Johannesburg, South Africa – The BRICS bloc of top emerging economies have taken a major step in expanding its reach and influence with the announcement that six more nations have been invited join as new members. Argentina, Egypt, Ethiopia, Iran, Saudi Arabia and the United Arab Emirates have been invited to join as full members from January 1 next year.
The bloc, which was formed in 2009 with Brazil, Russia, India and China, first expanded to admit South Africa in 2010. Now, it is says it is seeking to grow a stronger coalition of developing nations who can better put the interests of the Global South on the world’s agenda.
Before the start of its annual summit in South Africa this week, more than 40 countries had expressed interest in joining BRICS, and 23 formally applied to join. “We appreciate the considerable interest shown by countries of the Global South in membership of BRICS,” the bloc said in the Johannesburg II declaration it adopted on the final day of the summit on Thursday.
It said the six were selected after “BRICS countries reached consensus on the guiding principles, standards, criteria and procedures of the BRICS expansion process” – but did not provide more details about the specific criteria. “It is hard to find commonalities among the six countries invited to join BRICS other than that they are each significant states in their region,” Danny Bradlow, a professor with the Centre for the Advancement of Scholarship at the University of Pretoria, told Al Jazeera. With the inclusion of Saudi Arabia, Iran, UAE and Egypt, “you could argue it’s very Middle East centric”, according to Sanusha Naidu, a senior research fellow at the Institute for Global Dialogue, a South African think tank focusing on China and Africa. “This has geo-economic, geostrategic and geopolitical implications,” Naidu argued, saying the latest additions will push some BRICS nations to think more about their Middle East policies, and for China and India to beef the existing policies.
China recently brokered the re-establishment of ties between Saudi Arabia and Iran, a role that would traditionally have been filled by a country like the United States. India’s recently signed an agreement with the UAE to trade in Indian rupees and Emirati dirhams instead of in the US dollar.
Crucially, Naidu argued, the expansion list is “very energy centric”, adding that following the announcement, some analysts at the venue even facetiously commented if they should “call it BRICS plus OPEC?”. When selecting new members, the bloc may have taken into consideration the pricing of energy products, and how their countries can reduce their liability and vulnerability in terms of the cost of oil, she said. “Besides Russia, all of [the core BRICS countries] are non-energy producing countries. They need to be able to make their economies function, but they don’t want to get caught in the secondary collateral damage of sanctions,” she explained. The use of “unilateral sanctions” against countries and the continued dominance of the US dollar in global trade is something BRICS has vocally challenged.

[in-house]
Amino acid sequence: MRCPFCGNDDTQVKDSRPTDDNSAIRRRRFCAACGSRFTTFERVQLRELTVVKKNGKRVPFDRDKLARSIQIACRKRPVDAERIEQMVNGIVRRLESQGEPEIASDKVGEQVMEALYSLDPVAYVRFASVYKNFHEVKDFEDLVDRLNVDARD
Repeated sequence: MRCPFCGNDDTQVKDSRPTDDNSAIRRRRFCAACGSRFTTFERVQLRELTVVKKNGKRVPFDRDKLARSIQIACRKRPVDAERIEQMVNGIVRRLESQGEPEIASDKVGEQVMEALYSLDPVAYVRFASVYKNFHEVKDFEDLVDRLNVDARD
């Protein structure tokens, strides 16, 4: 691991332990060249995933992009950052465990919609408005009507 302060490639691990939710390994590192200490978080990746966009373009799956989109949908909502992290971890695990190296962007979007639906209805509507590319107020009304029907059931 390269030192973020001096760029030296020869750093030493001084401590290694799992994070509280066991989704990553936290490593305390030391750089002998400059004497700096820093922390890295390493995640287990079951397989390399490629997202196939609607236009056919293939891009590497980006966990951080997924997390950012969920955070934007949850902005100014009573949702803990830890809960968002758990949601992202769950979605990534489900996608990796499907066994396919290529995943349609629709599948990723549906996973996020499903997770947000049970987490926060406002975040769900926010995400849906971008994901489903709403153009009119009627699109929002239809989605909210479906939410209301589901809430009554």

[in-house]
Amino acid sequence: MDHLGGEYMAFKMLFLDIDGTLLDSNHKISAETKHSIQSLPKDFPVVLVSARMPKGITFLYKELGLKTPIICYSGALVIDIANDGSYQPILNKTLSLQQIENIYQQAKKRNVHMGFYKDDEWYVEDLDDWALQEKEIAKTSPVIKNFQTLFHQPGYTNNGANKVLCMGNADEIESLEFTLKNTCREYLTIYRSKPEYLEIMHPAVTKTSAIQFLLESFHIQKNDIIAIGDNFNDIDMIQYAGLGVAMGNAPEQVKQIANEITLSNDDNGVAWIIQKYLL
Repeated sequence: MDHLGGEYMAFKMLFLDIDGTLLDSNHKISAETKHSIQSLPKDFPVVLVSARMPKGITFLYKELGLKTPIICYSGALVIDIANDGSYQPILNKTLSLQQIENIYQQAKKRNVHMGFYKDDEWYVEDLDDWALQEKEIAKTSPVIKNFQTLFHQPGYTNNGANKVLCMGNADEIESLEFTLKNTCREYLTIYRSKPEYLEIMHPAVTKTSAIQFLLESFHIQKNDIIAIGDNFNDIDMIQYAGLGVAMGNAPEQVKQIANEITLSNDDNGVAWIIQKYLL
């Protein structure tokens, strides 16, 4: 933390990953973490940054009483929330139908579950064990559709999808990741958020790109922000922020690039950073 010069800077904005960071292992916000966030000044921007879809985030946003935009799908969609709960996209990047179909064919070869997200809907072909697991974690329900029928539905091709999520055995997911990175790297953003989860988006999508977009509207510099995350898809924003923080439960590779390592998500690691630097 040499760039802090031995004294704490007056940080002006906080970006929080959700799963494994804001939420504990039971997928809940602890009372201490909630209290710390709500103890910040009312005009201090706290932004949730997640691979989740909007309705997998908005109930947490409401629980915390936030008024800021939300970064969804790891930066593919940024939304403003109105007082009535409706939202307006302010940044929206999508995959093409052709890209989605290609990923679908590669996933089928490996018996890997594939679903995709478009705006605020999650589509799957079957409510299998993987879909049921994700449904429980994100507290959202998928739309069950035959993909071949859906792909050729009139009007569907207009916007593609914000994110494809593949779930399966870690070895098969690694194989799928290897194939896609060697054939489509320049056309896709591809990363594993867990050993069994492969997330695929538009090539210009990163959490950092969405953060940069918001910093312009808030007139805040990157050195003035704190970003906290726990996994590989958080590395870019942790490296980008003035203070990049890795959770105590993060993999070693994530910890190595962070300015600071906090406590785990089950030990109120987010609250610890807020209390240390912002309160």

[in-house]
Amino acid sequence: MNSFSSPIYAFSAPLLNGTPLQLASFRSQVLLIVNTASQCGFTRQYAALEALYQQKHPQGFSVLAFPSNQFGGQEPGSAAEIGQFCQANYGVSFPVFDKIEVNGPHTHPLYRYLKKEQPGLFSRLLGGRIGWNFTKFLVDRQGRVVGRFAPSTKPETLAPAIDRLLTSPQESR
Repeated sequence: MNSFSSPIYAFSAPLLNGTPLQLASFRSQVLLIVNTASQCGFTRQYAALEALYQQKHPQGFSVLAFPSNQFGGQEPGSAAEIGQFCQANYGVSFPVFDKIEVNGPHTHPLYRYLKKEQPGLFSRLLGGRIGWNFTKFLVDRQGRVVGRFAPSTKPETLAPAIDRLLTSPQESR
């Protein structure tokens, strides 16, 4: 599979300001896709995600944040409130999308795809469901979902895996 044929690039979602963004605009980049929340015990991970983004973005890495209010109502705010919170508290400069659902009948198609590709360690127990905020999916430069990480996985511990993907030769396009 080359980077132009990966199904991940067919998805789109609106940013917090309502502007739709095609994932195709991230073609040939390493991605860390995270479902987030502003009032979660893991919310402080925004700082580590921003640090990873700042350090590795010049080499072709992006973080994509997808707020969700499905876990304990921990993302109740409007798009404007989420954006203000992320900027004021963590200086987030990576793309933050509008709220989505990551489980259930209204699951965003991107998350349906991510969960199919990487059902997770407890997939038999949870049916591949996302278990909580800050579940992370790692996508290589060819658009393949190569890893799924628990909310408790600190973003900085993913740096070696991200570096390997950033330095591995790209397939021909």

The expansion “opens up new avenues for trade”, said Karin Costa Vasquez, a non-resident senior fellow at the Center for China and Globalization in Beijing. One of the aims behind the planned expansion is “creating opportunities for BRICS nations to trade more easily with one another using local currencies”, Vasquez added “This shift could increase the potential for using currencies other than the US dollar, particularly by creating a network of countries that enhances the utility of their respective currencies.”
Comment: An interesting title for this al Jazeera article, but what it describes is not a wall. It is a rearranging of the global economic order. I think most, if not all, here would agree that the international economic order is ripe for readjustment. The siren call of global economic integration is sounding a little flat. National and regional self-sufficiency seems to be the new holy grail. This is something Trump really put in motion here in the US and Biden is certainly continuing that trend. Globalists of all persuasions can’t be pleased with this trend.
Change is inevitable. Besides this embrace of self-sufficiency, Putin’s war and the ensuing sanctions regime continues to bring drastic changes to the world economic order. I also think the idea of continued Us economic hegemony is getting stale, even to many in the US.
China, though, appears to be solidly wedded to the idea of world economic integration. They just want to be calling the shots instead of the US. Isn’t that the purpose of the One Belt One Road initiative? This may also be China’s main reason behind the expansion of the BRICS group. In the first linked article below, India’s Modi expresses his concern over China’s motives and the entire reasoning behind the expansion of the BRICS group, which is not yet a done deal. I sense he sees a danger in the drive towards a bipolar world order divided between China and US camps. He does see great value in greater regional economic integration. I don’t know how he views the trend towards nationalization of economies.
Finally, one of the greatest hopes to many and fears to some is the de-dollarization of world trade. The dollars international hegemony is sure to weaken, especially on a regional basis, but it is a long way from collapsing. The second article linked below offers some thoughts on this. Since I am a near macroeconomics illiterate, I look forward to your thoughts on the future of the BRICS group and the international economic order.